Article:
THE REVIEW OF THE LITERATURE
(extracted from Judith Bell, Doing your Research Project: A guide for first-time researchers in education, health and social science, 4th ed, Open University Press, London, 2005)
Bell quotes Hart by stating essentially that the review of the literature is crucial to ones academic development; becoming an expert in the field. Haywood and Wragg allude to the fact that critical reviews are usually uncritical reviews... "It involves questioning assumptions, querying claims made for which no evidence has been provided, considering the findings of one researcher compared to those of others and evaluating. All researchers collect many facts, but then must select, organize and classify findings into a coherent pattern."
Theory and theoretical (or conceptual) frameworks are described by several different authors, mainly touching on key elements of the relationship between humans and social affairs, which organize and summarize empirical observations. Bell summarizes to state that "The label is not important, but the process of establishing a map or framework of how the research will be conducted and analysed is."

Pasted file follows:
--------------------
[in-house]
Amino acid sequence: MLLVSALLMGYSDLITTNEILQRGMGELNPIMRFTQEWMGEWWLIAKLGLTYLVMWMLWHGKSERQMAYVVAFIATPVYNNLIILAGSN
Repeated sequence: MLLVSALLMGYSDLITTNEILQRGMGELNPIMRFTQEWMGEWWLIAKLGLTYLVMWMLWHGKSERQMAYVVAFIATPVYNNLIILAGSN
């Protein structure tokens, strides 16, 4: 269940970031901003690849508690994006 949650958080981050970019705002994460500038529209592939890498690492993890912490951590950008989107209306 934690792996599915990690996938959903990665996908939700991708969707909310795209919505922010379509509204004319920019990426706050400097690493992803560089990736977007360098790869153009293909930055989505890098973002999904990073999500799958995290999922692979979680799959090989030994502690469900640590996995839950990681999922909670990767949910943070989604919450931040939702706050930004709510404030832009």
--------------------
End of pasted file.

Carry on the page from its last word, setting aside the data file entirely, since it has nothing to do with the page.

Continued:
Bell goes on to include short extracts from successful literature reviews of both first-time researchers, and experienced researchers including Clara Nai, Gilbert Fan, and Richardson and Woodley.
Clara Nai divides her adult learning research into situational, institutional, and dispositional barriers, a method which she adopted from Cross (1981). Fan used headings in which to organize and categorize his findings regarding the decline of nursing program enrollment in Singapore:
• the decline in student enrolment in nursing education;
• curricula, types of nursing education and nursing com petencies;
• teaching and clinical supervision in nursing education programmes;
• the relationship between nursing education and the profession; and
• nursing as a career choice.
Richardson and Woodley prove to be well versed in academic reviews and use careful language to develop comprehensive connections and conclusions in their review.
Bell then reminds the reader to ask yourself whether the reviews you are reading are furniture sale catalogues or well organized accounts which are relevant to the topic.
The reading is concluded with a helpful ten point checklist for the review of literature.